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TalkTalk is keen to promote the simple fact that the FTTC fibre based broadband services are not just available from BT under the Infinity banner and a clear way to do this is keep appearing at the top of tables of offers and the new £5 per month for the first year on its up to 38 Mbps service is doing just that.
The TalkTalk up to 38 Mbps download (up to 2 Mbps upload) fibre based service is usually £13.50 per month, but for the first 12 months of the 18 month contract if you signup online you can get it for £5 a month. Voice line rental at £16.70 is required (reduces to £14.35 if you pay annually) and the offer ends on 11th December 2014.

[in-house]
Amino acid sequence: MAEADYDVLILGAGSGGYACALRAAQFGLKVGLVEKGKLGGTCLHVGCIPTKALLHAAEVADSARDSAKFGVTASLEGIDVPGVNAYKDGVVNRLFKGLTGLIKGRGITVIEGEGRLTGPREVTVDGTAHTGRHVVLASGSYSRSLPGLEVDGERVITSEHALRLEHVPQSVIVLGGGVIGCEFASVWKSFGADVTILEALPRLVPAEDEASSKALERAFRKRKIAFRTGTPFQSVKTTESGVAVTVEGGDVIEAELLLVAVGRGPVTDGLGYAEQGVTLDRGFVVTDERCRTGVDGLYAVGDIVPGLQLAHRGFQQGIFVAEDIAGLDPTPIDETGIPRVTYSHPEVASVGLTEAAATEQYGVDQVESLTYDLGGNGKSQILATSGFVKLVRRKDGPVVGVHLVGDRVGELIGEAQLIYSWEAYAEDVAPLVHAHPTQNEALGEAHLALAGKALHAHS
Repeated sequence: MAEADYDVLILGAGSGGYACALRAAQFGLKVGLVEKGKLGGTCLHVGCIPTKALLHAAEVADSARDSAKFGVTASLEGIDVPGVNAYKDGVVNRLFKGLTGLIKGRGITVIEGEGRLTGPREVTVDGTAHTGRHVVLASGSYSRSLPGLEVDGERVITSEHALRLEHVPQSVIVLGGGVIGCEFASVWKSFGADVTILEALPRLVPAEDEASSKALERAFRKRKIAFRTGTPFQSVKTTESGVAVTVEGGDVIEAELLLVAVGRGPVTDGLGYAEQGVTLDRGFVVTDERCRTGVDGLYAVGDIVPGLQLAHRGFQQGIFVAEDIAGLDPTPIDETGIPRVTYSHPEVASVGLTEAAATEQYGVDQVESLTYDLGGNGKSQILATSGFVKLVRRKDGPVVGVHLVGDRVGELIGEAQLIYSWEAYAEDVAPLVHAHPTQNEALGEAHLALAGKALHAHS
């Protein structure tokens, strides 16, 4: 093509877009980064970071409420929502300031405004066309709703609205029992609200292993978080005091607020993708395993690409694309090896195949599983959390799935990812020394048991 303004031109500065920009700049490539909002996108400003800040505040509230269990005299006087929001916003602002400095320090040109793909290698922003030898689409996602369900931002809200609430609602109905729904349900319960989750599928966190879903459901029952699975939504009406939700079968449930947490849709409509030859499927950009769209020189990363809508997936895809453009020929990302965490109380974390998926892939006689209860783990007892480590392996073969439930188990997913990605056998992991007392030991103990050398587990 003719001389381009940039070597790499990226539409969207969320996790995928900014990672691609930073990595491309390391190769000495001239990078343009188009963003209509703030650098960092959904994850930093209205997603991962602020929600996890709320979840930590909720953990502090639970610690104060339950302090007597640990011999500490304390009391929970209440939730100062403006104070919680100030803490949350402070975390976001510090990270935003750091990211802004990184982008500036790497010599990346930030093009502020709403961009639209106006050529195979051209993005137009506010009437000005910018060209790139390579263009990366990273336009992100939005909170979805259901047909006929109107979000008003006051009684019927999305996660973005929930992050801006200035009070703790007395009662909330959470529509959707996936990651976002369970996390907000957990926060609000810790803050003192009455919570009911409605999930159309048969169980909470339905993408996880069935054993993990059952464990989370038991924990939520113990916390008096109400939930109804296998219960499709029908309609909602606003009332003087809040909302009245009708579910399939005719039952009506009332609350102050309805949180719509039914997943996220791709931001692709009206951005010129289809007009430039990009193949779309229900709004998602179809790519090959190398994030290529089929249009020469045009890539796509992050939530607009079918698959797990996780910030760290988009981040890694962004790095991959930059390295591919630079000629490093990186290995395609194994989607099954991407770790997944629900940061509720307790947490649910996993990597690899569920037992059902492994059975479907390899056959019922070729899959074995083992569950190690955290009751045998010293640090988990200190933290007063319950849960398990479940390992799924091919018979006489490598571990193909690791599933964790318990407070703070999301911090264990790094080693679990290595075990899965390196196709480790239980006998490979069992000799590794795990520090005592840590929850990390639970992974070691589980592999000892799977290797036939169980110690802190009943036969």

Gigaclear is holding three community meetings across Welland Valley to allow locals to find out more about their Gigabit products and build up demand so that Gigaclear can then identify exactly where to build in the area. The meetings are as listed below:
The areas in Leicestershire and Northamptonshire that are within the scope of these meetings are: Blaston, Bringhurst, Cranoe, Drayton, Hallaton, Horninghold, Medbourne, Nevill Holt, Slawston, Ashley, Brampton Ash, Dingley, Stoke Albany, Sutton Bassett and Weston. Registration is open on the Gigaclear website already at www.gigaclear.com/registerme and registration is important as without the pre-requisite numbers of pre-registrations and then pre-orders Gigaclear do NOT build the network.
It is this pre-registration that is allowing Gigaclear to operate a Gigabit service on a FTTH platform in areas of the UK where the various BDUK projects have generally not ventured.
Hyperoptic is offering free voice line rental for new customers signing up to a full fat fibre broadband and phone service from the FTTH provider in the next seven days.